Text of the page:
Laura Marling: Once I Was An Eagle
As Laura Marling begins her fourth album Once I Was An Eagle, she sounds wounded and vulnerable, singing “You said ‘Be gone, baby,’” in the gentle opening song “Take the Night Off.” But Marling isn’t so much wallowing in self-pity as taking stock of what went wrong. She’s mired in a heart-broken love hangover that opens up over the next three tracks, and as this interconnected song-cycle progresses, a backing of bongos and sitar create a psychedelic, dream-like state for Marling to muse as her scar tissue stitches together. It doesn’t take long for her gentle, smoky voice to sound stronger and more hardened, her confession that “I’ve got damn near no dignity left” still sounding casual and good natured, like the voice of an old friend in a corner booth at a local dive. But the damage is done; when she sings, “When we were in love/ I was an eagle,” the past tense weighs heavy. Here, Marling just can’t imagine herself taking flight again anytime soon.
Such is the irony of an album built around the idea of dusting oneself off, open up and reclaiming both confidence and vulnerability. Marling, as a songwriter, has never sounded so powerful and confident. Recorded with producer and collaborator Ethan Johns, Once I Was An Eagle finds the 23-year-old English singer-songwriter in top form, taking on more risk both musically and conceptually, almost all of which pay off brilliantly. She continues to build on the English folk-rock tradition of Fairport Convention and Pentangle, with some added Far Eastern exoticism, all of which flows together seamlessly in a stunningly cohesive hour of emotional and musical exploration.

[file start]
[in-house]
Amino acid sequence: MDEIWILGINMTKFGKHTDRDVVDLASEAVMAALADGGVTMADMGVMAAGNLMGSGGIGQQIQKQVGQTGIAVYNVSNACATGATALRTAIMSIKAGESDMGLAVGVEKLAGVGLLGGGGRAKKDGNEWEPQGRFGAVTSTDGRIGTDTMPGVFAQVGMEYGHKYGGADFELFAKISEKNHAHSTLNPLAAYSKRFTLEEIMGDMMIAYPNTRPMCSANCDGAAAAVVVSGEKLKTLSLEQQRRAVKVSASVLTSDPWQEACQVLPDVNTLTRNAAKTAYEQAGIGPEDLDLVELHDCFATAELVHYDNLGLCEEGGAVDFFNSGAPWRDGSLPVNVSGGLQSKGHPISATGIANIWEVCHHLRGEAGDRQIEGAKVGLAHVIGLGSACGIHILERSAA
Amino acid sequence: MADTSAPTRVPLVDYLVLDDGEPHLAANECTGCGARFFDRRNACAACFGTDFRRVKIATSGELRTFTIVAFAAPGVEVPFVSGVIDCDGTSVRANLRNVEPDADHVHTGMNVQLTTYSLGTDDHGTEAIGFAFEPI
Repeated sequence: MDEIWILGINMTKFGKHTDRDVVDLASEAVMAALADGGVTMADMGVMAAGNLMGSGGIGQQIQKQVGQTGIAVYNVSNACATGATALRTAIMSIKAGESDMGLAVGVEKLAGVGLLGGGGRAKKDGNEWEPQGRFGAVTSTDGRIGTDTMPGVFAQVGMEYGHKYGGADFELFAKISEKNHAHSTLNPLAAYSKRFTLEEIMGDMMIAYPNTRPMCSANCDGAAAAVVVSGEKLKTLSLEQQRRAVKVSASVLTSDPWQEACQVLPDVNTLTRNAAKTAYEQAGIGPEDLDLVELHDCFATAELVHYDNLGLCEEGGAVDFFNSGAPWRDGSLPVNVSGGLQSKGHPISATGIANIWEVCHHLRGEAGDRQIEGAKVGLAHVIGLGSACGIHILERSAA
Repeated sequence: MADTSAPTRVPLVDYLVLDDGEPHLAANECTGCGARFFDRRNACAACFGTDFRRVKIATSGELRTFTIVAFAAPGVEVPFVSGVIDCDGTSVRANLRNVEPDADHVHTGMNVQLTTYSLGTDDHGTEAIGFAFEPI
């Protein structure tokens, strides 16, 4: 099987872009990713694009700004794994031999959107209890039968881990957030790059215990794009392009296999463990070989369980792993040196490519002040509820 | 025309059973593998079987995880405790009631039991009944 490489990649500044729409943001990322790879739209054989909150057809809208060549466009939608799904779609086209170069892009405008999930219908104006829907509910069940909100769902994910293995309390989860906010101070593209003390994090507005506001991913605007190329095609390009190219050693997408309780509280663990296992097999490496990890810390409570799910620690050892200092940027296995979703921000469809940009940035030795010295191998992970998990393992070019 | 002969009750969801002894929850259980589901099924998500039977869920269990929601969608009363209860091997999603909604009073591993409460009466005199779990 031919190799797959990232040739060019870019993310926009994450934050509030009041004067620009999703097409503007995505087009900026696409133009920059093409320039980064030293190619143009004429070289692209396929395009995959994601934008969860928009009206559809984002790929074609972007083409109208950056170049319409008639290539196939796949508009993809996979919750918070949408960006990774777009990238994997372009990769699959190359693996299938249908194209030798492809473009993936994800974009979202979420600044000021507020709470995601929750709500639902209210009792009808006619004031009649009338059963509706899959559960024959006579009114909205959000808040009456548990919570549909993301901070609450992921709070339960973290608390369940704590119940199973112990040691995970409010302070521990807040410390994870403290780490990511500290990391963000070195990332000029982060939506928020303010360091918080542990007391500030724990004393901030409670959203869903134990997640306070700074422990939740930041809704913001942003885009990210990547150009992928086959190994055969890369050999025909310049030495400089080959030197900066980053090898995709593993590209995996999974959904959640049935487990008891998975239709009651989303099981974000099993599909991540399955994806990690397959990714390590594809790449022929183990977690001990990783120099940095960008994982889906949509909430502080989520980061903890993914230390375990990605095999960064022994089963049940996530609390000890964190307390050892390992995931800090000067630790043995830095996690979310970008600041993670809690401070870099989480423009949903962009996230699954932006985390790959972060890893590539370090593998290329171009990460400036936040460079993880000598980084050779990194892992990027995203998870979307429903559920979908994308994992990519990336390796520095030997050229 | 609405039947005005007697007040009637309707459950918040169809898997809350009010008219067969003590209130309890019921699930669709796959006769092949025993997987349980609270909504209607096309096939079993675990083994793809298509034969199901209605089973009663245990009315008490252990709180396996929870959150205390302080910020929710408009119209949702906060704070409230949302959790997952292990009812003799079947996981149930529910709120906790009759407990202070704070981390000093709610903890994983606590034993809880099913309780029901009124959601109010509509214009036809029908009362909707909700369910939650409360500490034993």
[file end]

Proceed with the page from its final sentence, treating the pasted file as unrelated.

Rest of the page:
After the soothing, four-part raga that opens the album, Marling finds herself in a more hardened, badass state of mind on the hard rocking “Master Hunter,” singing “I cured my skin, now nothing gets in.” On the darker, hushed “Little Love Caster,” she adds more insulation to the wall she’s built around herself, sneering, “I’m not your tiny dancer.” And there’s a touch of self-destruction on the intense, Zeppelin-esque “Devil’s Resting Place,” which booms and clacks with heavy percussion.
After the interlude that divides the first and second halves of the album, however, Marling begins to chip some cracks into her force field, letting some light and oxygen into her shadowy, yet mesmerizingly gorgeous protective shelter. Though mired in uncertainty and doubt, the outstanding “Where Can I Go?” beams joyfully, with upbeat strums and a thick layer of Hammond organ. The meditative “When Were You Happy? (And How Long Has That Been)” revisits the raga-like sound of the album’s first act, yet there’s more of a struggle here toward finding happiness, no matter how elusive, and ultimately what it means. Yet with the closing duo of tracks, “Little Bird” and “Saved These Words,” Marling reaches the end of her healing cycle, standing on the edge and ready to spread her wings once again. Emotionally, her journey is one of stumbles from crushing lows to triumphant highs, but musically, the material maintains a constant level of beauty and artistry that never relents. Both as a songwriter and as a performer, Laura Marling has never soared so majestically.